Features:

What Do You Do, Again? Part II

The humans behind specialized news-nerd job titles talk about their work


(WOC in Tech Chat)

As we approach the fifth anniversary of Source’s existence, we’re taking an anecdotal look at the humans who do the often confusingly described work of journalism technology, technology in journalism, data…stuff…in newsrooms, and so on: What exactly does a producer do? How about an engagement reporter? Is “data editor” the same role across newsrooms? We set out to discover what happens behind the titles, one job at a time. (Read Part One here.)

In our second installment, we pulled off an accidentally all-DC group by checking in with Brittany Mayes, Anne Li, and Steven Rich.

Brittany Mayes, Associate News Apps Developer at NPR

Source: What do you do in your daily work?

BM: In my day to day work, I do anything from graphics to data analysis and more. In a typical week, I probably turn around three to five graphics, work on a longer-term development task like addressing an issue in one of our rigs, do a considerable amount of infrastructure work (like work on templates for our data analysis), and lead our efforts to hire interns.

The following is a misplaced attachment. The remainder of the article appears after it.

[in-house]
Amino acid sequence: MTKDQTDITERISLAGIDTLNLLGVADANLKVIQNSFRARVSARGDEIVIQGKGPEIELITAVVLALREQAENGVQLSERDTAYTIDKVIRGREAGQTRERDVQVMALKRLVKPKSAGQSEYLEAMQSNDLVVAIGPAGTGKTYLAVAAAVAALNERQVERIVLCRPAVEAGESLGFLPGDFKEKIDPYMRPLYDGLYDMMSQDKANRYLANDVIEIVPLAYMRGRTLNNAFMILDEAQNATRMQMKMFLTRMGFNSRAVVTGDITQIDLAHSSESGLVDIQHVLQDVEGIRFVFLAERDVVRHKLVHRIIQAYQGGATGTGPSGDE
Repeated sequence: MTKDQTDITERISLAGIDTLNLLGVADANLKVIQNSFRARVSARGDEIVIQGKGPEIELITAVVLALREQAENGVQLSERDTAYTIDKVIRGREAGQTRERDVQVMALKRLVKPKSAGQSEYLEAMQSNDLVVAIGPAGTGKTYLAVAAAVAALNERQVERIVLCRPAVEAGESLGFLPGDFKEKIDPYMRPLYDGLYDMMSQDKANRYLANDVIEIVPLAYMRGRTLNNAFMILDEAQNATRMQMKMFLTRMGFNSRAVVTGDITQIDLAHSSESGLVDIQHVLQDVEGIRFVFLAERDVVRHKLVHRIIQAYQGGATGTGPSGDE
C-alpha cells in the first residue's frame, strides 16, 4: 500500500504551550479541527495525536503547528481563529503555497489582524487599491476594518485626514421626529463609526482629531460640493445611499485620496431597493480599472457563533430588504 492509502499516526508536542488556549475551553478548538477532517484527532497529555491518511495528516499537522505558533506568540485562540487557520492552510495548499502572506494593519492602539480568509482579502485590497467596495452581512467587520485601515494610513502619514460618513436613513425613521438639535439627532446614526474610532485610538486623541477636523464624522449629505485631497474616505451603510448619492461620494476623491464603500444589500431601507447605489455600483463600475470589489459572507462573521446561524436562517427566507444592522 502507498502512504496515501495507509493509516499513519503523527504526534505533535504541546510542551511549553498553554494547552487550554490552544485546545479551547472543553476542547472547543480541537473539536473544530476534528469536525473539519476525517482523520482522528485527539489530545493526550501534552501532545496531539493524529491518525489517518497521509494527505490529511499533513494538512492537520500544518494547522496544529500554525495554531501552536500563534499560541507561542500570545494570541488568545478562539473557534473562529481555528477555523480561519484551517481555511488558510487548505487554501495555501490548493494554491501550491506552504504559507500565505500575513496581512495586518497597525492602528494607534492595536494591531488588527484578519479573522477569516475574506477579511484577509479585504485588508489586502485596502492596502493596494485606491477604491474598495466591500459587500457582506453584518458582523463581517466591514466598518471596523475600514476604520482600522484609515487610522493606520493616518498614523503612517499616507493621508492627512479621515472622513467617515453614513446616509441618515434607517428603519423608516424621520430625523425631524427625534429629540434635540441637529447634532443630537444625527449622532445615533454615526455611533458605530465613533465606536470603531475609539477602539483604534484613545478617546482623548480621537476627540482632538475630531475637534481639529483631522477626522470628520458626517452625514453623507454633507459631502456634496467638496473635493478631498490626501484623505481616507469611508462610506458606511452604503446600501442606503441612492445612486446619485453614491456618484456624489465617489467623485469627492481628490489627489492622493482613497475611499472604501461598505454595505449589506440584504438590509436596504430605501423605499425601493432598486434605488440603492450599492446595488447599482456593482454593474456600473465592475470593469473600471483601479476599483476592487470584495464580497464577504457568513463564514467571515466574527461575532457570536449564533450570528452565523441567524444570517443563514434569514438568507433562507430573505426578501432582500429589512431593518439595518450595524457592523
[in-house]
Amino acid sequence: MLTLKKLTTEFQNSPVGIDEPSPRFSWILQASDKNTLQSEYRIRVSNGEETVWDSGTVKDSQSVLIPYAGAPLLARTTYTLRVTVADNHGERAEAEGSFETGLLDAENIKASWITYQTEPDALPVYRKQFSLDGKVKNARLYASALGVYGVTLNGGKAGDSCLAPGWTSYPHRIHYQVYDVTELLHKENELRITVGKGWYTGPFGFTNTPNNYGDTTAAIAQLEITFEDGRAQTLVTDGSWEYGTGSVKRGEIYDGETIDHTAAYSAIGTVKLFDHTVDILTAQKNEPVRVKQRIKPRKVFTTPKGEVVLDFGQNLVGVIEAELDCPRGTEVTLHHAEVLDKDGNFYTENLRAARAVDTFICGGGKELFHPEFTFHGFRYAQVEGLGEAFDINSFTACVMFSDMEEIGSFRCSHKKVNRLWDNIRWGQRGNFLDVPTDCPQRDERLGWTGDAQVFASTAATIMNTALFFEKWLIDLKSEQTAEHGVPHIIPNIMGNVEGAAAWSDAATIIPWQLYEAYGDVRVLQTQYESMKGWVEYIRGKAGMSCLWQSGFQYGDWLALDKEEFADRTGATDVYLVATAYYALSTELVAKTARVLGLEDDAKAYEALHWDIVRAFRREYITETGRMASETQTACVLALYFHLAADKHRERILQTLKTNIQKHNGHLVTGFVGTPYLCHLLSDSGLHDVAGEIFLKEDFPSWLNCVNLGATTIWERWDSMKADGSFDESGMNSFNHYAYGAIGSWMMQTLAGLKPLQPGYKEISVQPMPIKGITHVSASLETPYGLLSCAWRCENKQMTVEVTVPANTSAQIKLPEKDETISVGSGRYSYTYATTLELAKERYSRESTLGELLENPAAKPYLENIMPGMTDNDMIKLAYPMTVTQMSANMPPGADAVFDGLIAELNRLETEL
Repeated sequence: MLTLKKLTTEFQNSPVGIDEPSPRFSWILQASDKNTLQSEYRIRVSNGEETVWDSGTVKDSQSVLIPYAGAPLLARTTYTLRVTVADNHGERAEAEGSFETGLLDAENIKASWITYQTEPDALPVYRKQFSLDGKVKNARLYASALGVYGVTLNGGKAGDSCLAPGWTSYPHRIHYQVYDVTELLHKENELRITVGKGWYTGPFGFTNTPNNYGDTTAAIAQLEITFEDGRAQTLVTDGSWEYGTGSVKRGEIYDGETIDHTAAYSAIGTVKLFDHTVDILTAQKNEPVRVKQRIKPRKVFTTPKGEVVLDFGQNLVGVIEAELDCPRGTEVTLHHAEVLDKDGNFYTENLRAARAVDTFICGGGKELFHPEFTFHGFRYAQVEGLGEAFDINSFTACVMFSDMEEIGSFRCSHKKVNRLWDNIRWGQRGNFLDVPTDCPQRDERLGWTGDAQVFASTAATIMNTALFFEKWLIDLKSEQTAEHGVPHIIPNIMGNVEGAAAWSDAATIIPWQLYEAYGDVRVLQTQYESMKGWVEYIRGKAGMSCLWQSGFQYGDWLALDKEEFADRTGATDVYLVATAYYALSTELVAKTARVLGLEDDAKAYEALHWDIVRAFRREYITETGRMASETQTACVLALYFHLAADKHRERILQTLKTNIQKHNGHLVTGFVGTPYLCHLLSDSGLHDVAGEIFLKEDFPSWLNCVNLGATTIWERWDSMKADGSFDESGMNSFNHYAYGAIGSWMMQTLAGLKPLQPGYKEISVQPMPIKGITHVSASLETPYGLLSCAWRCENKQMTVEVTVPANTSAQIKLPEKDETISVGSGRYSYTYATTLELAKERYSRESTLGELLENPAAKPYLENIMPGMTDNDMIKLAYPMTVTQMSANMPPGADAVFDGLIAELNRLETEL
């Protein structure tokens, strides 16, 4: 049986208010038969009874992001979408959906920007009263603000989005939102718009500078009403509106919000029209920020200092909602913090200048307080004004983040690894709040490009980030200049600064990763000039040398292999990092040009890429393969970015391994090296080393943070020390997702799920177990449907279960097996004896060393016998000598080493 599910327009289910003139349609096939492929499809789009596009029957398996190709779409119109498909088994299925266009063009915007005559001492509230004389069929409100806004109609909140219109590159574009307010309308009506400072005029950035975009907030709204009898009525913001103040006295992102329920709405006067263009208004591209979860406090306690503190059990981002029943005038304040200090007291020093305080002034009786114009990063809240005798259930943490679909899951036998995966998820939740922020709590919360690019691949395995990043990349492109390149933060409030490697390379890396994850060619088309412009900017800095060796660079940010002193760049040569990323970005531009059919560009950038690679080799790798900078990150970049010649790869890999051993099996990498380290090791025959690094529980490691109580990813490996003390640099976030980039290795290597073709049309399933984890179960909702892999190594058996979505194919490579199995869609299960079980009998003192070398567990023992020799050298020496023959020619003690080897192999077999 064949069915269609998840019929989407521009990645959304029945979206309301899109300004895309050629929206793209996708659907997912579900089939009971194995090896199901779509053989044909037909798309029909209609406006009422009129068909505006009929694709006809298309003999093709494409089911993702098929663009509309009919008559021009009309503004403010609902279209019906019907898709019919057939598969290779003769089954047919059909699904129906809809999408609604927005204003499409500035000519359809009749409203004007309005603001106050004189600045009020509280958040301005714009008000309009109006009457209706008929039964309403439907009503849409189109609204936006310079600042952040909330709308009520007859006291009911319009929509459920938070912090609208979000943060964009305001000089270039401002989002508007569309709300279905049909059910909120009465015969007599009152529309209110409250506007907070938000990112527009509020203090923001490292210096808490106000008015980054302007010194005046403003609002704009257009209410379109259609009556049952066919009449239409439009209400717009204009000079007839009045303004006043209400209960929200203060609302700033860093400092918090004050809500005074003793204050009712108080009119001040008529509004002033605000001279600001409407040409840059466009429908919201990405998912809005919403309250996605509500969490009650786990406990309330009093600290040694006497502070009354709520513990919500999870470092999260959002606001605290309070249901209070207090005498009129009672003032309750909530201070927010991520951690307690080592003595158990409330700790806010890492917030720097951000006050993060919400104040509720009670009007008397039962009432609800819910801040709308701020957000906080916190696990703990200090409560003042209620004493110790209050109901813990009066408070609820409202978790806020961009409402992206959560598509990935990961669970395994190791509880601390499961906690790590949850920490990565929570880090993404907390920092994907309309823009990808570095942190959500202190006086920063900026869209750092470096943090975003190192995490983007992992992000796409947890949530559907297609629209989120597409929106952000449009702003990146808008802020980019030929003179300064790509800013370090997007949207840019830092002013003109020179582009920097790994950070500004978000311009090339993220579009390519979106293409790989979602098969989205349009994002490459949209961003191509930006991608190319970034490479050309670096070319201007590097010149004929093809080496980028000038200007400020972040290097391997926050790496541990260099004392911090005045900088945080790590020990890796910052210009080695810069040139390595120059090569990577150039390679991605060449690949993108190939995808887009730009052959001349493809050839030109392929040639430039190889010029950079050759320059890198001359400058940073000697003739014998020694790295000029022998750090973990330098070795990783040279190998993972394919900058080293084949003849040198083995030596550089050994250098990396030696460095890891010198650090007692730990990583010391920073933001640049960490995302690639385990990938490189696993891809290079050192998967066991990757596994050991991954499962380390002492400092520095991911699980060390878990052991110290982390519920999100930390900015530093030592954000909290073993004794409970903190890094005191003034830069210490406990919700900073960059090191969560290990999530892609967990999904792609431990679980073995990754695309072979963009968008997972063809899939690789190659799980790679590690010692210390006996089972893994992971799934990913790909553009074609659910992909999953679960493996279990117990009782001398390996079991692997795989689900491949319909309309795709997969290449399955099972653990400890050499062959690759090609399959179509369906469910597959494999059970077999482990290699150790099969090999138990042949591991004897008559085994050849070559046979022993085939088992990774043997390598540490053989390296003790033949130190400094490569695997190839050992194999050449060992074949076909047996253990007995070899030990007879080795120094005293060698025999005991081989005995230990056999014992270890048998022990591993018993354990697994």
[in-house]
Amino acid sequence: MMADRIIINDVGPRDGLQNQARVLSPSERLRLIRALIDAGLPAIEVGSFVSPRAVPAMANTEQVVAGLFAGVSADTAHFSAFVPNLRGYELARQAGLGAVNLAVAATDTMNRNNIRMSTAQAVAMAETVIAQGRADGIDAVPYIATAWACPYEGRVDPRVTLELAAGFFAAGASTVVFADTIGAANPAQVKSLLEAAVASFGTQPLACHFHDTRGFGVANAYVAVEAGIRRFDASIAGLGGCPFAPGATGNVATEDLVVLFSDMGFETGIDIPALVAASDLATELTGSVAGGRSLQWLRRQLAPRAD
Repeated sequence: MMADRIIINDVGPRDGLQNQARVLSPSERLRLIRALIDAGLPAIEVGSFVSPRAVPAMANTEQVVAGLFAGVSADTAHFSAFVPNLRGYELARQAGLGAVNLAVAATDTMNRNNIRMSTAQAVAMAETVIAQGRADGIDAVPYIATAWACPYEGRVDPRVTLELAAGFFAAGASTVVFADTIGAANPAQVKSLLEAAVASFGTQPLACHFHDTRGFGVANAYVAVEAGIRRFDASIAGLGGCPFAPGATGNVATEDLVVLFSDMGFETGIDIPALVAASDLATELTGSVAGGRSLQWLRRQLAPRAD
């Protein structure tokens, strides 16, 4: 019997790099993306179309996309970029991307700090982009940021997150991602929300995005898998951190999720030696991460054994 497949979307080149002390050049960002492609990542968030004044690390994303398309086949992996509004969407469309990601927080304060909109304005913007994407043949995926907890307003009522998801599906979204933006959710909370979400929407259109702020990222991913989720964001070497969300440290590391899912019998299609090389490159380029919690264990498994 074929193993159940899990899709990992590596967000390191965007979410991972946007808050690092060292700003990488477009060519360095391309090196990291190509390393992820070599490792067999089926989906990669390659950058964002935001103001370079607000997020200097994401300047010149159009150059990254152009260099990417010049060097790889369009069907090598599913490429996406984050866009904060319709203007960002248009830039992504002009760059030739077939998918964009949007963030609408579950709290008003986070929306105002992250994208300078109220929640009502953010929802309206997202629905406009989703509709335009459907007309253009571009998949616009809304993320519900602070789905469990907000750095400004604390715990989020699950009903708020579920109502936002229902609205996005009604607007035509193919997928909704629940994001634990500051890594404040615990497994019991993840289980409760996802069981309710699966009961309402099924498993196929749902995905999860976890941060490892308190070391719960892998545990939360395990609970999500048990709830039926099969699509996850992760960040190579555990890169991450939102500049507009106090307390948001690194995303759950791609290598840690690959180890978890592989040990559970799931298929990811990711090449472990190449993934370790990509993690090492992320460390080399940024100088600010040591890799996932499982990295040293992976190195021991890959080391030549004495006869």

Source: Do you think other people with similar titles do roughly the same kinds of work?

BM: Not necessarily. I often feel like I’m in an “in-between” place as to what would be considered a designer and what would be considered a developer under many job titles I see in the industry.

Source: Does your title help clarify what you do, internally?

BM: I don’t think many people know my title. If they do, I don’t think they know what it is. Most people know me from how I introduce myself, which is as a person that does “graphics and dev” on the Visuals team because that’s what many people in our newsroom understand.

Source: Are there other opaque or confusing terms that come up for your team?

BM: In our internal system, everyone on my team is either a “news apps developer” or a “news apps designer,” which I find highly confusing and opaque. There are five members on my team who all do drastically different things in our weekly work, and yet we are filed under only two labels.

Source: When people not in tech or journalism ask what you do, what do you tell them?